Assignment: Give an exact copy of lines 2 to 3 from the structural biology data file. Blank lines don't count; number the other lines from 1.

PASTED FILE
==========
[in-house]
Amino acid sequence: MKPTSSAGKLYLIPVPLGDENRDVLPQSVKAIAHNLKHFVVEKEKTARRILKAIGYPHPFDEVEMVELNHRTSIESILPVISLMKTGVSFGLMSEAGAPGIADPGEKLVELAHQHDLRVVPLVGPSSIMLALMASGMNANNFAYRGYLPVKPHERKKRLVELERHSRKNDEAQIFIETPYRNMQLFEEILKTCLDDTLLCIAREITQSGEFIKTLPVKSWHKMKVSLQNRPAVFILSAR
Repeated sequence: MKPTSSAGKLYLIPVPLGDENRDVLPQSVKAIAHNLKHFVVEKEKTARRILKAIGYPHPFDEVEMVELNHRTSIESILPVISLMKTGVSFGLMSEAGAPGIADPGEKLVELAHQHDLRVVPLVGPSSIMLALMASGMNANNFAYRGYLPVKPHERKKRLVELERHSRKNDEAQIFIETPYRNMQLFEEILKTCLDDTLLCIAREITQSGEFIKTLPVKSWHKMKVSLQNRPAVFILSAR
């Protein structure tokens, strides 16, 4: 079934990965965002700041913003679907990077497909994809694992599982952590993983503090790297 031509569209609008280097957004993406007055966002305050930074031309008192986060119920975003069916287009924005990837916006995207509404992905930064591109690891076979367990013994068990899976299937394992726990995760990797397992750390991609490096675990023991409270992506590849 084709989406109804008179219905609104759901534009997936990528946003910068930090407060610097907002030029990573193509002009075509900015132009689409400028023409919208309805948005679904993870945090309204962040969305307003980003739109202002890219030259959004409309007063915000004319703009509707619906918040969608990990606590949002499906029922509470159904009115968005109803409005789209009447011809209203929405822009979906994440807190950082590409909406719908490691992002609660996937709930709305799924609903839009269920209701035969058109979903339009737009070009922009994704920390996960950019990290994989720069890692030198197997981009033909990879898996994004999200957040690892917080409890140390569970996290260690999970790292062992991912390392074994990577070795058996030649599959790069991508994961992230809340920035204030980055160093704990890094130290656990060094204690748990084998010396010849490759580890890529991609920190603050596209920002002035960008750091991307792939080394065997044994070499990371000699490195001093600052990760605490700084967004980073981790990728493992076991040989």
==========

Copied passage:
Amino acid sequence: MKPTSSAGKLYLIPVPLGDENRDVLPQSVKAIAHNLKHFVVEKEKTARRILKAIGYPHPFDEVEMVELNHRTSIESILPVISLMKTGVSFGLMSEAGAPGIADPGEKLVELAHQHDLRVVPLVGPSSIMLALMASGMNANNFAYRGYLPVKPHERKKRLVELERHSRKNDEAQIFIETPYRNMQLFEEILKTCLDDTLLCIAREITQSGEFIKTLPVKSWHKMKVSLQNRPAVFILSAR
Repeated sequence: MKPTSSAGKLYLIPVPLGDENRDVLPQSVKAIAHNLKHFVVEKEKTARRILKAIGYPHPFDEVEMVELNHRTSIESILPVISLMKTGVSFGLMSEAGAPGIADPGEKLVELAHQHDLRVVPLVGPSSIMLALMASGMNANNFAYRGYLPVKPHERKKRLVELERHSRKNDEAQIFIETPYRNMQLFEEILKTCLDDTLLCIAREITQSGEFIKTLPVKSWHKMKVSLQNRPAVFILSAR